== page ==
2023 est la 5ème année consécutive qu’IMPACT – à travers son initiative REACH – effectue la MSNA en RCA. Pendant nos anciennes évaluations, nous avons souvent eu comme retour des communautés que REACH est présent chaque année pour mener des enquêtes, mais sans leur en donner les résultats.

Dès 2021, nous avons donc commencé à aller dans les régions où nous avions effectué des enquêtes auprès des ménages, afin de communiquer les résultats clés des MSNA à la population au moyen de posters, avec l’objectif d’utiliser des images pour en faciliter la compréhension – en particulier pour ceux qui ne savent pas lire – avec l’objectif de toucher toutes les couches de la population.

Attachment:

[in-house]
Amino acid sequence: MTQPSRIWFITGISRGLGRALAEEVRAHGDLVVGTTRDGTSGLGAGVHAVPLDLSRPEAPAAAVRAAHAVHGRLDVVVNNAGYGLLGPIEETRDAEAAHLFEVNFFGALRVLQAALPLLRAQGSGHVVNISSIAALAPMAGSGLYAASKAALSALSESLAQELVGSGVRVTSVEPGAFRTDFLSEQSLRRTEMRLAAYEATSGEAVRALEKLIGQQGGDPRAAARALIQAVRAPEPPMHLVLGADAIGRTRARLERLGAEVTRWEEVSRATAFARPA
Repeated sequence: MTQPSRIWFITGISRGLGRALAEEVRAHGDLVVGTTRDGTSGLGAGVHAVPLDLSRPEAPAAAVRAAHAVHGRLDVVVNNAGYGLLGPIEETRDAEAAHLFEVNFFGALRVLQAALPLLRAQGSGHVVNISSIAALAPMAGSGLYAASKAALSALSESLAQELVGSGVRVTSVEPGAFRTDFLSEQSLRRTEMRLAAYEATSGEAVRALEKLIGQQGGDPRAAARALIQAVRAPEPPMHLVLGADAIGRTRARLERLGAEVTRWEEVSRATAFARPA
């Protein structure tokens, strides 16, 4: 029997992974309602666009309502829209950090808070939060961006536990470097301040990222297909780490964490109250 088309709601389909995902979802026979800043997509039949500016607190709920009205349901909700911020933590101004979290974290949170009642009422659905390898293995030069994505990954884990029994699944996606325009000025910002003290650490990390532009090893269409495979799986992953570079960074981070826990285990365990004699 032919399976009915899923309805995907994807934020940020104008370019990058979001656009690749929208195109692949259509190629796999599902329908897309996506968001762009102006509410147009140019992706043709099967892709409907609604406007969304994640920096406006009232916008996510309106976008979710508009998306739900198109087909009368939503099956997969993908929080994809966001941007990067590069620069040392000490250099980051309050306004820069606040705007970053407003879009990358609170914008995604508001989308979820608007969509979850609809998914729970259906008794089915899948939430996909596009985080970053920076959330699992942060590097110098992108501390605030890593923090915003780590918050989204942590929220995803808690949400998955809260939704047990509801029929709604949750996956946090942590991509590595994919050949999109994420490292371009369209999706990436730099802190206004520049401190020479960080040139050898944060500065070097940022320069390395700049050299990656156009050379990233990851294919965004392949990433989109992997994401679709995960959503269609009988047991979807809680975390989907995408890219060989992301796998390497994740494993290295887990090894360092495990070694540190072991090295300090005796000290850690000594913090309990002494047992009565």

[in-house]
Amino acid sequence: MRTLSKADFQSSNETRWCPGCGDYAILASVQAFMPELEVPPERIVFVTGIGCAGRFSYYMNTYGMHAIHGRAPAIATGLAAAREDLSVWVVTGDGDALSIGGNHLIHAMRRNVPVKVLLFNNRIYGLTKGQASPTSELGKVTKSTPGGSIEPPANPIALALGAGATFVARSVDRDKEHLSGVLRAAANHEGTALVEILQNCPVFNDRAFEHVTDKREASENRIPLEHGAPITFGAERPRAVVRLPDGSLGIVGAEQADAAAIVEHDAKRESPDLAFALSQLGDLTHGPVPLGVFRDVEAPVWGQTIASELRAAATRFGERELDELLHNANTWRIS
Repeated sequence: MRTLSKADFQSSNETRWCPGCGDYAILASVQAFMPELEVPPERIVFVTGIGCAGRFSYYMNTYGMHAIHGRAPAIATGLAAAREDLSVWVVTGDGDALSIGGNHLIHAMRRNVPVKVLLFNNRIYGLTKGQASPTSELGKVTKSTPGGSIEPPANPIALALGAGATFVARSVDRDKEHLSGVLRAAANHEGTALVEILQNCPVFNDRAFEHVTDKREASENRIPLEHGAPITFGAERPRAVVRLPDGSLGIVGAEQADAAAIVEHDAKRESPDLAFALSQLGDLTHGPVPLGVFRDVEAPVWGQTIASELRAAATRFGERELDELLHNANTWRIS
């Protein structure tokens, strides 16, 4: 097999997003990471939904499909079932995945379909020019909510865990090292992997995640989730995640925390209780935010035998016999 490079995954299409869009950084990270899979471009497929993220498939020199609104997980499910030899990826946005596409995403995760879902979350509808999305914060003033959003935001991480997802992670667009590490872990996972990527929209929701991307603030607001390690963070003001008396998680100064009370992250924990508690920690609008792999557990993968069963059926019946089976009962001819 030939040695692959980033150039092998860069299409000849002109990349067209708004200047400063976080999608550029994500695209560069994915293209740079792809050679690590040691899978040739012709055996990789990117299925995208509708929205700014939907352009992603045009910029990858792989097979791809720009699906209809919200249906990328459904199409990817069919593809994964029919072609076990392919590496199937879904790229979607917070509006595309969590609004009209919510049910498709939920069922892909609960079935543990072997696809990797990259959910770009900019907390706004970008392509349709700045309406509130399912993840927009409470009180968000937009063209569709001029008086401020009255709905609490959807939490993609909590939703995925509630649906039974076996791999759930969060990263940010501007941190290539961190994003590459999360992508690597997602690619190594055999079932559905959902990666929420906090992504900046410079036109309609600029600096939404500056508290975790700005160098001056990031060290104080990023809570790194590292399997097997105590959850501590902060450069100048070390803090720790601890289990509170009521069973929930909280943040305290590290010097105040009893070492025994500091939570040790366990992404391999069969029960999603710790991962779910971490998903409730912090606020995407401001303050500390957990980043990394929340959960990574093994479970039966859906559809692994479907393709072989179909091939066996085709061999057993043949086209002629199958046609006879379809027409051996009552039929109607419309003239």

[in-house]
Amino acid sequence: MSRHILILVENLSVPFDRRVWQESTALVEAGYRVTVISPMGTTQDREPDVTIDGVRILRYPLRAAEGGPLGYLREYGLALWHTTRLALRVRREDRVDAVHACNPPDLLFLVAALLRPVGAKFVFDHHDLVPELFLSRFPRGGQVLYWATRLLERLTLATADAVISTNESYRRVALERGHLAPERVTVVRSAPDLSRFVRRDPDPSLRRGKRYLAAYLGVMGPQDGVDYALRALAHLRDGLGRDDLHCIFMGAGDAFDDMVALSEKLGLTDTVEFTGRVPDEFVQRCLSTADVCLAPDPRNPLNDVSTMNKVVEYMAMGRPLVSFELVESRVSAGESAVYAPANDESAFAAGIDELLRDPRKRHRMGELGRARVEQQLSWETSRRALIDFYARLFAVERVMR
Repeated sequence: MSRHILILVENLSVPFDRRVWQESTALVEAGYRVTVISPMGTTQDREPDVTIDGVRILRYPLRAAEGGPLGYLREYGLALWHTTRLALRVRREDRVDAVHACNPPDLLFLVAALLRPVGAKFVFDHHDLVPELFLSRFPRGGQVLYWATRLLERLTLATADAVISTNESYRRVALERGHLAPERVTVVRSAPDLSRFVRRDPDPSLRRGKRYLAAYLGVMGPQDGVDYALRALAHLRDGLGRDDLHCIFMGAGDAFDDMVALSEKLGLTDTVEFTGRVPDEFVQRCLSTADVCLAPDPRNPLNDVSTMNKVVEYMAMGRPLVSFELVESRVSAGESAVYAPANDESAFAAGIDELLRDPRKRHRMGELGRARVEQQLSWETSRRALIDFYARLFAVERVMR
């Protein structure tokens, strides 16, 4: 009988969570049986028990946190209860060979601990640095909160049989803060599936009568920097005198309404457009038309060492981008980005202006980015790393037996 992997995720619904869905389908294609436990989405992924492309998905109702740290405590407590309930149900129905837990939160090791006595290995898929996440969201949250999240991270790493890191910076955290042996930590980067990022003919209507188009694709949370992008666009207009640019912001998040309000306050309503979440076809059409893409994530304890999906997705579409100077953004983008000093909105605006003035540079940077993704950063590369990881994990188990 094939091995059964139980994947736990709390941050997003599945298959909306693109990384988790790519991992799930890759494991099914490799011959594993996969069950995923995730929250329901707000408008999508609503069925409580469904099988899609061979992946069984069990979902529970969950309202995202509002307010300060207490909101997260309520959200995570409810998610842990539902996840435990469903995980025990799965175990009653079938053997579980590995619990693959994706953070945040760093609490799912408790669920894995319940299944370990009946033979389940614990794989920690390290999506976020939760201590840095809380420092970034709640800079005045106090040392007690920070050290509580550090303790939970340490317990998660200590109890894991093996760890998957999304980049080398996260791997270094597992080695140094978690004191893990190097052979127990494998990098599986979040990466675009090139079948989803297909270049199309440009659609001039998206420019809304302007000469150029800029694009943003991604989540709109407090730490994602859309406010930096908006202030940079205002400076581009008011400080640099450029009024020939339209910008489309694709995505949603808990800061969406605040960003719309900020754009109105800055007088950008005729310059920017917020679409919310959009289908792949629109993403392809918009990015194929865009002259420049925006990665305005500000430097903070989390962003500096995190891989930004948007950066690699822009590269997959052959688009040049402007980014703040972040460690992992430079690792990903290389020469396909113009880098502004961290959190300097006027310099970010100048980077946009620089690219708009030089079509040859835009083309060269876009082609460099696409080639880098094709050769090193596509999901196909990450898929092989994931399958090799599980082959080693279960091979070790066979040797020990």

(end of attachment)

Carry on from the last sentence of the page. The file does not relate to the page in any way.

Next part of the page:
Les images attirent plus l’attention qu’une longue présentation avec des chiffres et de la terminologie humanitaire, qui sont souvent difficile à comprendre pour la population, dont la plupart pourrait ne pas être en mesure de lire et d’écrire dans la langue prédominante.

Qui les a créés, et quel a été le processus ? 

Les posters ont été créés par l’équipe MSNA, qui comprend les chargés d’évaluation, les chargés de terrain et la coordination. D’abord, nous avons discuté pour choisir les indicateurs qui parlent le plus aux expériences de la population. La participation des chargés de terrain était essentielle dans ce processus car ce sont eux qui supervisent les enquêtes et la collecte des données, et qui ont donc la meilleure connaissance des communautés que nous visitons. Après avoir sélectionné les indicateurs, nous avons discuté avec un dessinateur centrafricain, recommandé par le groupe de travail “Accountability to Affected People” (co-dirigé par UNICEFF et OCHA), qui a ensuite crée des images des indicateurs, facilement compréhensibles pour la population.